Wednesday, January 28, 2009

When the unexpected occurs...

These last two days were nothing I would have ever planned. In fact, knowing myself well, I would have said “Wow – that is a recipe for burnout!” And yet, emerging from two and going into a probable third, I would not trade it. Not necessarily replicate it every week, but not replace it either!

On Tuesday morning, my night guard Ismaguil woke up from his night off in his own hut. He has a wife, 4 children (Ages 18 months to 7) and his two brothers, all who live together in a straw hut. They live in the inside courtyard of a cement house. The owner of the house allows them to live there, which provides them with privacy and a certain amount of security, in exchange for keeping on eye on the house. No one currently lives in the house, and it is locked up tight with a vehicle in the courtyard as well. So their straw hut takes up all the space between the cement wall of the house and the cement of the courtyard wall. While some of the family still slept, Ismaguil got dressed and headed down the street to do errands. He was about ½ kilometer away, almost at the paved road, when he got a call on his cellphone. What he heard set the course for our days to come.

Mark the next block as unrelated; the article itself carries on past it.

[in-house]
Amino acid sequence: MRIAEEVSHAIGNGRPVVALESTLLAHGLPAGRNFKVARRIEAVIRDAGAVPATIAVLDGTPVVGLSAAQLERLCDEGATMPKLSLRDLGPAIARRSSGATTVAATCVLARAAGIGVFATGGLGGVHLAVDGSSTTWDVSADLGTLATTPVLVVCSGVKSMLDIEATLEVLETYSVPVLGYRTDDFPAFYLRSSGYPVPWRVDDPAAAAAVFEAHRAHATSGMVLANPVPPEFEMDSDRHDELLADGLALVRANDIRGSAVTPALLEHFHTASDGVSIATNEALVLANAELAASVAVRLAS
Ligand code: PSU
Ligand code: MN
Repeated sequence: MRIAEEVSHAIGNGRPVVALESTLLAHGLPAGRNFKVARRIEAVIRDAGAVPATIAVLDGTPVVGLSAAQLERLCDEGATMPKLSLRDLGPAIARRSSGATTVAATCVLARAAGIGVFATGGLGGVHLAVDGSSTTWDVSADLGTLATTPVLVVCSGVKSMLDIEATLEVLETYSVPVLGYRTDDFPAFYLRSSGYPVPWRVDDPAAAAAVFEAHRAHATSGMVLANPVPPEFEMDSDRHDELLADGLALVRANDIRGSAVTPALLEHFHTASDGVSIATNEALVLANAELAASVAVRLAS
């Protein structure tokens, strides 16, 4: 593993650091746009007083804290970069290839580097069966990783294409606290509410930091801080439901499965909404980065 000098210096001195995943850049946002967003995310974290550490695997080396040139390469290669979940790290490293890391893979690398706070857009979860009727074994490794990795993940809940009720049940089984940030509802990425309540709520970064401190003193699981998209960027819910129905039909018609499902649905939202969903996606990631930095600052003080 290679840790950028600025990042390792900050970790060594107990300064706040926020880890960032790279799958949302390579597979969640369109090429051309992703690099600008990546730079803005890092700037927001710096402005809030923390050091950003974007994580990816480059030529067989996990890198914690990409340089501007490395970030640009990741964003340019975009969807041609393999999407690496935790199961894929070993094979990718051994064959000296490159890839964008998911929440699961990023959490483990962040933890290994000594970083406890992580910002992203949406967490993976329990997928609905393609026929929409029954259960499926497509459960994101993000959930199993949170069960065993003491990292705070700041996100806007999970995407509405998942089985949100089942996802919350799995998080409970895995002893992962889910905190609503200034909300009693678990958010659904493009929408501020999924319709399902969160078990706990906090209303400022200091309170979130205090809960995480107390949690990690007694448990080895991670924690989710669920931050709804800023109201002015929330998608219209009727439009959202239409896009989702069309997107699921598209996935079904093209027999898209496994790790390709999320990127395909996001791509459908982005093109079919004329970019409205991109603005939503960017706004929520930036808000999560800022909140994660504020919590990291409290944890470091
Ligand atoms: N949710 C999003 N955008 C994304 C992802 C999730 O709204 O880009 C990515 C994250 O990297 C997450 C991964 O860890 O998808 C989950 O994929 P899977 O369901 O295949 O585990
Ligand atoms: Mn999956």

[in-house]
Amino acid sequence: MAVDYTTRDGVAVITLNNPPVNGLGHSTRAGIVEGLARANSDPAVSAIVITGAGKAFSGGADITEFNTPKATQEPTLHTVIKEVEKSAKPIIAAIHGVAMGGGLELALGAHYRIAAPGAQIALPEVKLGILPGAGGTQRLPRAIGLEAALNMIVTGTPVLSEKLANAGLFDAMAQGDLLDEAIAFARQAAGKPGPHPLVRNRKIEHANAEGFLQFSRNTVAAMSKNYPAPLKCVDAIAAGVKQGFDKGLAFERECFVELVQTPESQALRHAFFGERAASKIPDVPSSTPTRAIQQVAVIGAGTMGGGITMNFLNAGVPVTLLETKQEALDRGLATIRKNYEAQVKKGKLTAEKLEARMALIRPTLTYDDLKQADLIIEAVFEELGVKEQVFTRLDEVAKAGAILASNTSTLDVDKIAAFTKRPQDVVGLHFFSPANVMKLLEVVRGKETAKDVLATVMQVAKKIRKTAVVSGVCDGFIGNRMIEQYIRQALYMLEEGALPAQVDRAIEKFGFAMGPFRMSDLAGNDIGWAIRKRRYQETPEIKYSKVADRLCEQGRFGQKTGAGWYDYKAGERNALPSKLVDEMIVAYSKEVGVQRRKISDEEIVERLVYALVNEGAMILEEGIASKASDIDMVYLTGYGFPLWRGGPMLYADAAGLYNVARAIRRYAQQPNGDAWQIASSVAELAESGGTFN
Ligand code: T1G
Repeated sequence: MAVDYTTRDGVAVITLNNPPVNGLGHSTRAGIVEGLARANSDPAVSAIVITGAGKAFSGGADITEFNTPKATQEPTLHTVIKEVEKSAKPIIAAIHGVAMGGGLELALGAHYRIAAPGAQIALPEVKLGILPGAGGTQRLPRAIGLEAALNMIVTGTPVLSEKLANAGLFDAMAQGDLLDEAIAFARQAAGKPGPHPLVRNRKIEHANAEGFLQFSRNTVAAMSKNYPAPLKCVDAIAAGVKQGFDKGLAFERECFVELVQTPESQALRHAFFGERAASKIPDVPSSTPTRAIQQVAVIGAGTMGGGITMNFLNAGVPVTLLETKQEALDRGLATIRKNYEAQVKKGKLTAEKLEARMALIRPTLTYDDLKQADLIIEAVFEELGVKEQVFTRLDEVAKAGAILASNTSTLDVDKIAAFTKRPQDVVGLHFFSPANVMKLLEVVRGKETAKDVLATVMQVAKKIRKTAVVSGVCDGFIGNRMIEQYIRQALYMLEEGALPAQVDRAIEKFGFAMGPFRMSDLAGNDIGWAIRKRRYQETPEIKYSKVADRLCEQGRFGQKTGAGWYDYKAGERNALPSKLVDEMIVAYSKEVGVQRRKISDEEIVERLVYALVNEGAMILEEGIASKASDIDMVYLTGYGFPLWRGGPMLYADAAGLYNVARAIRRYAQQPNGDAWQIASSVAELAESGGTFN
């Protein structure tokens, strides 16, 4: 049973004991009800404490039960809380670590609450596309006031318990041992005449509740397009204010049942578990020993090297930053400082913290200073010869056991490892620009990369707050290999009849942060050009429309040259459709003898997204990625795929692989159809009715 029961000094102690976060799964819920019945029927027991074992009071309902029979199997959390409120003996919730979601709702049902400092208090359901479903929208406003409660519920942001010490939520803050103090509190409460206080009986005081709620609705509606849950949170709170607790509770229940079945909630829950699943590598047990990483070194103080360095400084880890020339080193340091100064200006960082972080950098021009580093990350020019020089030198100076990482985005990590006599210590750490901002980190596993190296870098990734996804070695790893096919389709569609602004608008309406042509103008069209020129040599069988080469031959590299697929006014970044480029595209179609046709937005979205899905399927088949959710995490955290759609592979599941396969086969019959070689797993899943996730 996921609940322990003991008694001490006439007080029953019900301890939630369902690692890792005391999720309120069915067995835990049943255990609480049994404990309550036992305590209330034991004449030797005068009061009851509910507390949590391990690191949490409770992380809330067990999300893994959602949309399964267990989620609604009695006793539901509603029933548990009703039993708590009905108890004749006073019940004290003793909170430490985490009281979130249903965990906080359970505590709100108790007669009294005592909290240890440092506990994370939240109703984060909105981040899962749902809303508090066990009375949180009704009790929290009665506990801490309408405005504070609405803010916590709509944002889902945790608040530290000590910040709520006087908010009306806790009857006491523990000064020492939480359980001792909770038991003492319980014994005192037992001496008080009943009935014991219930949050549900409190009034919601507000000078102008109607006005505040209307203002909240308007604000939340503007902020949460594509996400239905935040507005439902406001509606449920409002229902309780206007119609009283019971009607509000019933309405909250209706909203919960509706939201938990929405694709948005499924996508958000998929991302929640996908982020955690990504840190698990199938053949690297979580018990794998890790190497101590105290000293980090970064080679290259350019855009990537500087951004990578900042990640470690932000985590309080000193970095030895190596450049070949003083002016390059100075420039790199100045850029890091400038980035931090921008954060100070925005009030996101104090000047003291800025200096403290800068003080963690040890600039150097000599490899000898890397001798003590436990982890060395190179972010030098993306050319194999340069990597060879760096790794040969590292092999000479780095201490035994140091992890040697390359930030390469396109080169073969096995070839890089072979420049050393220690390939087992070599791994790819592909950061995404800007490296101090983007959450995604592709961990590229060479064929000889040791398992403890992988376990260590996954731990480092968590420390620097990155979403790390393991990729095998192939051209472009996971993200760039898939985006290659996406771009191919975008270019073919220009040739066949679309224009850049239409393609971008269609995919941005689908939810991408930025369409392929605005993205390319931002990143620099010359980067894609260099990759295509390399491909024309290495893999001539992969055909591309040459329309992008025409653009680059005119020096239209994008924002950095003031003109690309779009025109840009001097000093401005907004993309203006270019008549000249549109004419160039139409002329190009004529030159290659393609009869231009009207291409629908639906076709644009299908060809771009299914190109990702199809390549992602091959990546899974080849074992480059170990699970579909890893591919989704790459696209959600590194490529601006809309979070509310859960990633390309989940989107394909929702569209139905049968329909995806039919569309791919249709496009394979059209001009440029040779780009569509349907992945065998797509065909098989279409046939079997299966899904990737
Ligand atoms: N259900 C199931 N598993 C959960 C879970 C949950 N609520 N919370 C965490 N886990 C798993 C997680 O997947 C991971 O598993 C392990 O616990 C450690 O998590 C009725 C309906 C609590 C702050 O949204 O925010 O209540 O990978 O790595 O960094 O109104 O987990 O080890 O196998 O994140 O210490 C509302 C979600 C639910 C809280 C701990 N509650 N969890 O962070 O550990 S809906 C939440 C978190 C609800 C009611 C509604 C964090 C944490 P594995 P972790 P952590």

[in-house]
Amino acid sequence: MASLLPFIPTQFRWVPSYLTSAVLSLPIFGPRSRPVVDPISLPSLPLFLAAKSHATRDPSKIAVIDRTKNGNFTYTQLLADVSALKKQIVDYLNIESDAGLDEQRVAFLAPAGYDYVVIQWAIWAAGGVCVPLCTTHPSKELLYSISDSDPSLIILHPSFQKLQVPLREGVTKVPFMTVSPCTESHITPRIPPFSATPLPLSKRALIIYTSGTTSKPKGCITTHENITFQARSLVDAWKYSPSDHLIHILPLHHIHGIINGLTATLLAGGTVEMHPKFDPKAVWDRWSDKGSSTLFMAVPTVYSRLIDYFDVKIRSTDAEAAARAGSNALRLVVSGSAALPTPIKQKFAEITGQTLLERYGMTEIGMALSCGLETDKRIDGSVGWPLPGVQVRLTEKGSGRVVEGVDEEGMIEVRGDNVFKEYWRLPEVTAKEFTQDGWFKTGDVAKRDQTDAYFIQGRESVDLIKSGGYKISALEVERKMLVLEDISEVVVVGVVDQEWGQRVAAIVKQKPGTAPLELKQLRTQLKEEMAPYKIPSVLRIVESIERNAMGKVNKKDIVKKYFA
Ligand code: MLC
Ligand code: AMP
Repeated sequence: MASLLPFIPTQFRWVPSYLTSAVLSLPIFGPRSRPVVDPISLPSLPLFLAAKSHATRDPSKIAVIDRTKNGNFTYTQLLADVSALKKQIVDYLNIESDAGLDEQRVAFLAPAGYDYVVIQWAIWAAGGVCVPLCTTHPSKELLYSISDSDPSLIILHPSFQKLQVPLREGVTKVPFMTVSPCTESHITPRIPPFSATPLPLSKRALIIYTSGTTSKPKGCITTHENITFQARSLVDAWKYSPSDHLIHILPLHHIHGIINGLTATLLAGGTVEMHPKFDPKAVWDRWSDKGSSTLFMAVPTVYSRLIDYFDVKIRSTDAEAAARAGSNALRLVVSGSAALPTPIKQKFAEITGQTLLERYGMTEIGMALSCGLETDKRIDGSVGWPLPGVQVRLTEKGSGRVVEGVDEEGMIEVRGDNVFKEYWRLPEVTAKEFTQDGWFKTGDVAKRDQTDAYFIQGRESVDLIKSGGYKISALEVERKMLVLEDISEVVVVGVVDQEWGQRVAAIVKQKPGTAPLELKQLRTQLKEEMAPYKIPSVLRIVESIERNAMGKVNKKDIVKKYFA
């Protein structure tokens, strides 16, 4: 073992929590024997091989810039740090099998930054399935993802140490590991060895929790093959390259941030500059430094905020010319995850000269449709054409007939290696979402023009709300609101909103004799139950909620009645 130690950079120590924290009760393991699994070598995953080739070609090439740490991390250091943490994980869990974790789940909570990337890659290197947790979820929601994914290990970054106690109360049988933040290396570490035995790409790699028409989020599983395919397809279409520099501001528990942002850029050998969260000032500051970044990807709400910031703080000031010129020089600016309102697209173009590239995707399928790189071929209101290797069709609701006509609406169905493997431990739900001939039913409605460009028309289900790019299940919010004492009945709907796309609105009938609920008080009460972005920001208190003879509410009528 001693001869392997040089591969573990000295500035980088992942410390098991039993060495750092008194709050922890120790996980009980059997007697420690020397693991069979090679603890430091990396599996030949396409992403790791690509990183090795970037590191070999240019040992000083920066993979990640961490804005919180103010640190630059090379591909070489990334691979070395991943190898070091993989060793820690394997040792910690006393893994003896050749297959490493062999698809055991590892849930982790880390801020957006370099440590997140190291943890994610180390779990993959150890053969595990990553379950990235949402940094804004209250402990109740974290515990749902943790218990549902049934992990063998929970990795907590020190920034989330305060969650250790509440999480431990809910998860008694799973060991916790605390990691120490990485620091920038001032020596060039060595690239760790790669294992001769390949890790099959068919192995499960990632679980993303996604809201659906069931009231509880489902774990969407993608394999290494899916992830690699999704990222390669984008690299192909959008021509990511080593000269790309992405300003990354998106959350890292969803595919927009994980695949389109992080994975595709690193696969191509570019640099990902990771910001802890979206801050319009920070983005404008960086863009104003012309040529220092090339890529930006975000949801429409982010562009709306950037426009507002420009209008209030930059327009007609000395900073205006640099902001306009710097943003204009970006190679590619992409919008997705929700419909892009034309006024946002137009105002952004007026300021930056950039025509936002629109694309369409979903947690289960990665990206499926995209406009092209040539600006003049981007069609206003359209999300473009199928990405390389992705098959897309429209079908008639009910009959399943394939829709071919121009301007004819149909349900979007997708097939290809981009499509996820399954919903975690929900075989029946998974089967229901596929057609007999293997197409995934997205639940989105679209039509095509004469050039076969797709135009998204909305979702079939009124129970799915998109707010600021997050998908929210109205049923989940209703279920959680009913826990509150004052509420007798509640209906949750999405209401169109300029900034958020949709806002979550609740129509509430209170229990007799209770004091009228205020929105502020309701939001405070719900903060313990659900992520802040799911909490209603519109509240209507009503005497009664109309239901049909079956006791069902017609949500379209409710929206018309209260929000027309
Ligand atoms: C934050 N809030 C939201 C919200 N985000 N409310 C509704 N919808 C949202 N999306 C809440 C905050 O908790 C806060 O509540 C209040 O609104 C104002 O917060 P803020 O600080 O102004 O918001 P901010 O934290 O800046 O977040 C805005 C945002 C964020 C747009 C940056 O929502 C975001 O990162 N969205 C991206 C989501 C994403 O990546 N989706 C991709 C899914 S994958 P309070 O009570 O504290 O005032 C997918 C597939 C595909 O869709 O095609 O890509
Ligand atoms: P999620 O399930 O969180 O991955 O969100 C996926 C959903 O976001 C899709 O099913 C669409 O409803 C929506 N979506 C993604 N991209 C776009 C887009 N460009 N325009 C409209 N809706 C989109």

“Ismaguil – your house is on fire!!”

Having left there only 20 or so minutes before he found this hard to believe and yet picked up the bottom of his robes and ran as fast as he could back to their courtyard. What he saw was devastating. In less than 10 minutes, their hut and all of his belongings had burnt done to nothing but cinders. However, his heart leapt to see all of his family safe and outside the courtyard walls. Thankfully not all had been sleeping and everyone got out before the hut went up in flames. The fireman were called, but did not respond, which is about par for the course when they hear it’s a “hut fire”. Because the hut is made with wooden posts and dry straw mats, it incinerated faster than you could imagine. With the exception of the cooking bowls, pots and dishes (which were in another part of their yard) they lost EVERYTHING they own. The heat from the fire also melted the front end of the owner’s car which was parked next to it.